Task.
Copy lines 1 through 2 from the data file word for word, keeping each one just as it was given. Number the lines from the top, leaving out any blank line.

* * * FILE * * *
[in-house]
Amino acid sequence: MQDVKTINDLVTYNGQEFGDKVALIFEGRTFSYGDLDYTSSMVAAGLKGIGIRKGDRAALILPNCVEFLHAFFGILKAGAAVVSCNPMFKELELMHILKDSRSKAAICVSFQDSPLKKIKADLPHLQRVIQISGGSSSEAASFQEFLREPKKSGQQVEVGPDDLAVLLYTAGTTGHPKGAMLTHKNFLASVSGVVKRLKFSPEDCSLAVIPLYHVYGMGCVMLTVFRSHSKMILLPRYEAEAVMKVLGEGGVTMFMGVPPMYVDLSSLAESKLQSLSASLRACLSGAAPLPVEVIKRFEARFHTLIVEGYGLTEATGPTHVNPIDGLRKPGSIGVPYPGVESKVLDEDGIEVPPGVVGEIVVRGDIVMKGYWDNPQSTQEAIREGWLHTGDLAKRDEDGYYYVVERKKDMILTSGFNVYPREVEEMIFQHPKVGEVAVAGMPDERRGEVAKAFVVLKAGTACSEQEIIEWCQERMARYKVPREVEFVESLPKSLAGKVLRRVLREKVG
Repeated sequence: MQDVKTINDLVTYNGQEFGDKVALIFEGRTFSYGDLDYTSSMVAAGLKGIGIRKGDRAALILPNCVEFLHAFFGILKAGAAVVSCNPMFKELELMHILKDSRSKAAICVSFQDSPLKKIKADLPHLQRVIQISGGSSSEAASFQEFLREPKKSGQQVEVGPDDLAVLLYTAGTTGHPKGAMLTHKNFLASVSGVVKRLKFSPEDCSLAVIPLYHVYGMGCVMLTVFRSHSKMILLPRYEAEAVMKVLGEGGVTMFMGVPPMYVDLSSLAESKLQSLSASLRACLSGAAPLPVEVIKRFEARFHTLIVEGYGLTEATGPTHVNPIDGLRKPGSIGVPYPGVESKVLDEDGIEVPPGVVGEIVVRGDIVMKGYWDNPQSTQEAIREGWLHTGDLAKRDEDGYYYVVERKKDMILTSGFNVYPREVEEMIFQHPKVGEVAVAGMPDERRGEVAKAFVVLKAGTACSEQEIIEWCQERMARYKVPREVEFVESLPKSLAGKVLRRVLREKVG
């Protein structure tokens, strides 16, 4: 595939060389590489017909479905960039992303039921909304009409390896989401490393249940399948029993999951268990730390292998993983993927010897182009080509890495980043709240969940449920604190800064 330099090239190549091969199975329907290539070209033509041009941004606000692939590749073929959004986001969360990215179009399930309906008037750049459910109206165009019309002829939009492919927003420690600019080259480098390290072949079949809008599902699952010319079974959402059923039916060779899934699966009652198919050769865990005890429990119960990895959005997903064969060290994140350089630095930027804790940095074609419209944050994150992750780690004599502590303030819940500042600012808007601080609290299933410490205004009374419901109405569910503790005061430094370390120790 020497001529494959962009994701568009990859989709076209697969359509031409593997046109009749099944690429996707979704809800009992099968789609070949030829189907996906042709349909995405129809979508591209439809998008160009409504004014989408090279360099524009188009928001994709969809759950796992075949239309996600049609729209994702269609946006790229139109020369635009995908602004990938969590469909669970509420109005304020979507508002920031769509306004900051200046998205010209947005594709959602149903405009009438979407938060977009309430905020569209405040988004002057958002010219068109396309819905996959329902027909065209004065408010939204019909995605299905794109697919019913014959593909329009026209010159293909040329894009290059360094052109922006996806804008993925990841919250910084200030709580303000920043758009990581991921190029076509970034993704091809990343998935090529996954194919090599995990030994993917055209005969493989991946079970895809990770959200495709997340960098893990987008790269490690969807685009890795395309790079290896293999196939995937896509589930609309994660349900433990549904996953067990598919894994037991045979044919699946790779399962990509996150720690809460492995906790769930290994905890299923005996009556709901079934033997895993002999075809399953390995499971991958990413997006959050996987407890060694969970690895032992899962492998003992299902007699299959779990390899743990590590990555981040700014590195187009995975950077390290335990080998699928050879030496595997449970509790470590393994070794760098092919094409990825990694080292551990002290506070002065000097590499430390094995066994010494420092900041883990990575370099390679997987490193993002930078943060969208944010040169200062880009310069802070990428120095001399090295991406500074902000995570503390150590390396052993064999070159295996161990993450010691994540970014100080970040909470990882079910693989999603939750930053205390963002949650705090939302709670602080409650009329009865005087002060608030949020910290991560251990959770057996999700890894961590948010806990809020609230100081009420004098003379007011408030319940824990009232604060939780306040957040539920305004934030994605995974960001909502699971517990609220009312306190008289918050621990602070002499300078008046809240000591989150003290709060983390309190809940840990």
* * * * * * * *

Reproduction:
[in-house]
Amino acid sequence: MQDVKTINDLVTYNGQEFGDKVALIFEGRTFSYGDLDYTSSMVAAGLKGIGIRKGDRAALILPNCVEFLHAFFGILKAGAAVVSCNPMFKELELMHILKDSRSKAAICVSFQDSPLKKIKADLPHLQRVIQISGGSSSEAASFQEFLREPKKSGQQVEVGPDDLAVLLYTAGTTGHPKGAMLTHKNFLASVSGVVKRLKFSPEDCSLAVIPLYHVYGMGCVMLTVFRSHSKMILLPRYEAEAVMKVLGEGGVTMFMGVPPMYVDLSSLAESKLQSLSASLRACLSGAAPLPVEVIKRFEARFHTLIVEGYGLTEATGPTHVNPIDGLRKPGSIGVPYPGVESKVLDEDGIEVPPGVVGEIVVRGDIVMKGYWDNPQSTQEAIREGWLHTGDLAKRDEDGYYYVVERKKDMILTSGFNVYPREVEEMIFQHPKVGEVAVAGMPDERRGEVAKAFVVLKAGTACSEQEIIEWCQERMARYKVPREVEFVESLPKSLAGKVLRRVLREKVG